2013 NHL Playoffs coverage of the Toronto Maple Leafs from Maple Leafs Hot Stove.
I keep repeating that word in my head. Just letting it marinate until I can chew on it and get it through my system. My body is shaking from emotional exhaustion. This is the adrenaline wearing off, I’m pretty sure.
Seeing Reimer on the ice face-down in despair… crushing.
If you want to look back and find a Game 7 featuring the Leafs, you need to go back to 2004, the last time the Leafs made the playoffs. The Buds emerged victorious in a 4-1 win over Ottawa to wrap up a first-round series win. Really, this game 7, the first against Boston in 57 years, should’ve ended much the same way. Instead, hearts were broken. This is the toughest Game in 10 I’ll ever write.
Strap yourselves in. The biggest Leaf game in nearly a decade is just a few hours away.
Do the Leafs have the momentum, is Boston frustrated, does Boston feel the pressure more, did their delayed flight help them or hurt them? It’s all academic. Come puck drop tonight, this series is reset to a best of one and it comes down to who executes better over the 60 minutes.
We’re going seven.
How many Leafs fans would have gladly accepted a one-game winner takes all scenario for the Leafs at the start of this series?
That’s where Toronto finds itself today.
After such a critical shortage of meaningful moments in the last decade for this hockey club, these last few days have been almost too much, too fast. Last night, the Leafs earned their first playoff home win in 9 years and the city went bonkers. Dion Phaneuf redeemed himself for his role in an OT loss last playoff home game – which at the time could have been the last this season – splatting yolk on the faces of certain media members eager to get an early start on their postmortem scapegoating of the most valuable members of the hockey team. Phil Kessel scored his third of the series in what proved to be the game winner, of which he now has two against the Bruins in this series. Now, there is a less than 24-hour turnaround to get ready for Game 7, the next biggest game for this fanbase since 2004.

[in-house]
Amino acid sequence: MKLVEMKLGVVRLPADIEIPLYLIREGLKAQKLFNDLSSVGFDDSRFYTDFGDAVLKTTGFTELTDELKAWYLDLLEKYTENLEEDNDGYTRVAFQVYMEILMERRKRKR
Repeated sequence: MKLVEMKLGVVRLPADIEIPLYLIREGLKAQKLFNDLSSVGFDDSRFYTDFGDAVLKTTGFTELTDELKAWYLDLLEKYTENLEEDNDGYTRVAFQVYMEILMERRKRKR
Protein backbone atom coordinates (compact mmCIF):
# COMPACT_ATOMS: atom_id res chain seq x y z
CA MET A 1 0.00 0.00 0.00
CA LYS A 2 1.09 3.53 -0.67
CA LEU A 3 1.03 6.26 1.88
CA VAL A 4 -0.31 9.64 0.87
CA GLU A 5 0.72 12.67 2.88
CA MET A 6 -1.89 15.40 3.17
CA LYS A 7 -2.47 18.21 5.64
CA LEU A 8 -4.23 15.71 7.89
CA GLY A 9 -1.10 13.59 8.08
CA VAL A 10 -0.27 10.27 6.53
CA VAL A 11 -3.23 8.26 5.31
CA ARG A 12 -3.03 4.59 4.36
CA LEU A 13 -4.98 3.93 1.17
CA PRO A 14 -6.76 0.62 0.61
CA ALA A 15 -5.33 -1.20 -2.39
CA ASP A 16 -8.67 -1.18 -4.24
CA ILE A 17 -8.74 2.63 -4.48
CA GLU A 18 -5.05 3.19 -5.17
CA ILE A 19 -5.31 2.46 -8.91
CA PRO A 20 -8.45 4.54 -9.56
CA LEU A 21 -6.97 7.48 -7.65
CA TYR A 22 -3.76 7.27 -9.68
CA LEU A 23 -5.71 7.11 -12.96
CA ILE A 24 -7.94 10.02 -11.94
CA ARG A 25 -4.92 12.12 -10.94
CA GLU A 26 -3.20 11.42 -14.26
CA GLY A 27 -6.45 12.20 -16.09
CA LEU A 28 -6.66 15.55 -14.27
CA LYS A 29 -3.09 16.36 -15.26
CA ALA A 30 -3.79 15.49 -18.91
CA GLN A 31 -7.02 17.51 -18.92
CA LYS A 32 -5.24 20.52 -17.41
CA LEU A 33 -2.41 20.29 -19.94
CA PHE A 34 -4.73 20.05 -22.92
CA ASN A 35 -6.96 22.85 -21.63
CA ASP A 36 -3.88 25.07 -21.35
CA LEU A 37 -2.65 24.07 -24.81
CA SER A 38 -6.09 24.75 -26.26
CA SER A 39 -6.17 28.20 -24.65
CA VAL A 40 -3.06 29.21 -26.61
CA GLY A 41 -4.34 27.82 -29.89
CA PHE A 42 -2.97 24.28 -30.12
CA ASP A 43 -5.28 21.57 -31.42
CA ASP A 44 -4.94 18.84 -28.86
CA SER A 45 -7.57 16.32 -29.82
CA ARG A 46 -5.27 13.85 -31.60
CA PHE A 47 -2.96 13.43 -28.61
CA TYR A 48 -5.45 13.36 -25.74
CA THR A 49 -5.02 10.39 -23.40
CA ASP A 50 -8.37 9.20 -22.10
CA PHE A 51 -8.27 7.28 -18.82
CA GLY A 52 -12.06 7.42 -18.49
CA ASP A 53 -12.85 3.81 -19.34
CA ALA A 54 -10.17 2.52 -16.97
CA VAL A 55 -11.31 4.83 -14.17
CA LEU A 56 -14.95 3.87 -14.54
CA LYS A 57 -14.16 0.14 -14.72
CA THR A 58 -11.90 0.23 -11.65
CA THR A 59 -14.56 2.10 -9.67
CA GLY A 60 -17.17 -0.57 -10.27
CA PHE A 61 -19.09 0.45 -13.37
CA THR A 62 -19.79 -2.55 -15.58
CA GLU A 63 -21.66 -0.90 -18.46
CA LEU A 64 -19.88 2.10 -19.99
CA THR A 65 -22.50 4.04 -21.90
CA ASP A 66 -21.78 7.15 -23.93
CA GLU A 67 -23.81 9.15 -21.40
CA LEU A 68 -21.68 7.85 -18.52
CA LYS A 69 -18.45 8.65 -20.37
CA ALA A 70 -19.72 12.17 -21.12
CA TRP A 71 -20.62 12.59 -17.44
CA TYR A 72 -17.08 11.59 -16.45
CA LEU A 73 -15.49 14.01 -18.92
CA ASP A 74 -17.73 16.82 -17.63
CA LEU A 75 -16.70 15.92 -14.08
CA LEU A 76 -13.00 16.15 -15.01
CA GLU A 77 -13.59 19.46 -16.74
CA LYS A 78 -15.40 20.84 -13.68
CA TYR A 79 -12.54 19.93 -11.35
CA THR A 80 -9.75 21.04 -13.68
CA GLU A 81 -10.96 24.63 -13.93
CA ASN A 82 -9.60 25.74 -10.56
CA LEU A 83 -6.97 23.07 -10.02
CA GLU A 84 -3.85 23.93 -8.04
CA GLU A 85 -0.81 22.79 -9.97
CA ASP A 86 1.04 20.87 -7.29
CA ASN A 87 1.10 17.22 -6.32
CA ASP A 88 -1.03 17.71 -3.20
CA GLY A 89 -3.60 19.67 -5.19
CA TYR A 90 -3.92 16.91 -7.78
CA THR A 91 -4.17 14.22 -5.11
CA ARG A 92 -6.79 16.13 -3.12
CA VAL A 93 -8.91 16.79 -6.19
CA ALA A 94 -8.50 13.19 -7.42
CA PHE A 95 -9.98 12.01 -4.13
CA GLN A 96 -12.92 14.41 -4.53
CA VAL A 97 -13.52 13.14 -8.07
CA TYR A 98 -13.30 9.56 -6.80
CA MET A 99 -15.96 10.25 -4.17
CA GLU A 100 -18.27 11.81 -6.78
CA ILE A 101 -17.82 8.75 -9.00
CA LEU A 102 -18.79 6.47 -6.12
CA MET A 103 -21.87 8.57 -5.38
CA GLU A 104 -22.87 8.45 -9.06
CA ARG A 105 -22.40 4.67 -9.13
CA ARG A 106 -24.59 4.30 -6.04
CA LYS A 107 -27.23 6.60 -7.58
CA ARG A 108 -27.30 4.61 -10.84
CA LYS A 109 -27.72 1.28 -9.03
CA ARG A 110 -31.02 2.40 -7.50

My oh my.
Think this was a long time coming? Game 7 baby.
These Leafs will not go quietly. After another hard fought, fast-paced game with excellent goaltending, Toronto eked out a 2-1 win that has forced a seventh game tomorrow night back in Boston. With standout performances from Reimer, Gardiner, et al., the Maple Leafs secured their first win on home ice of this postseason. Hopefully, it won’t be their last.
With their backs against the wall, the Maple Leafs will look to force a seventh game by winning at home for the first time this postseason.
Toronto will undoubtedly play with the desperation they showed for most of Friday night. The difference tonight will be that the Bruins are also starting to feel the pressure. Boston will be throwing everything and the kitchen sink at the Leafs and James Reimer in an effort to close out this series. With the continuing struggles of Seguin and Marchand, the offensive load will likely be carried by the Krejci line.
At the other end of the ice, two feisty Leafs centers in Mikhail Grabovski and Nazem Kadri earnestly want to make a contribution of their own to their team’s success. With the way Grabovski has elevated his game in these playoffs, it should only be a matter of time before the Belorussian finds his name on the scoresheet.
Peter Power/The Globe and Mail
The Leafs are back in Toronto down 3-2 in their Eastern Conference Quarterfinal series. One more win and it is back to Boston to determine the winner of what has already been an excellent display of hockey.
I want to take a moment to praise Gardiner. Friday night’s game was the best I have ever seen Gardiner play. I noted a while ago that there were many issues plaguing Gardiner’s game that the coaching staff needed to iron out. From missing assignments to giving up strong body position on the walls, or simply not being physically engaged, it was a really rough stretch for Gardiner.
Pierre Lebrun of ESPN.com had an insightful in-depth chat with Wayne Gretzky on the growth of this Maple Leafs team and the work of head coach Randy Carlyle. Below are some worthwhile excerpts:
If you have been following along with my Notebooks since the playoffs started, you’ll know that I’ve continually asked if James Reimer was going to steal the Leafs a game at some point in this series.
Well, he’s officially stolen one.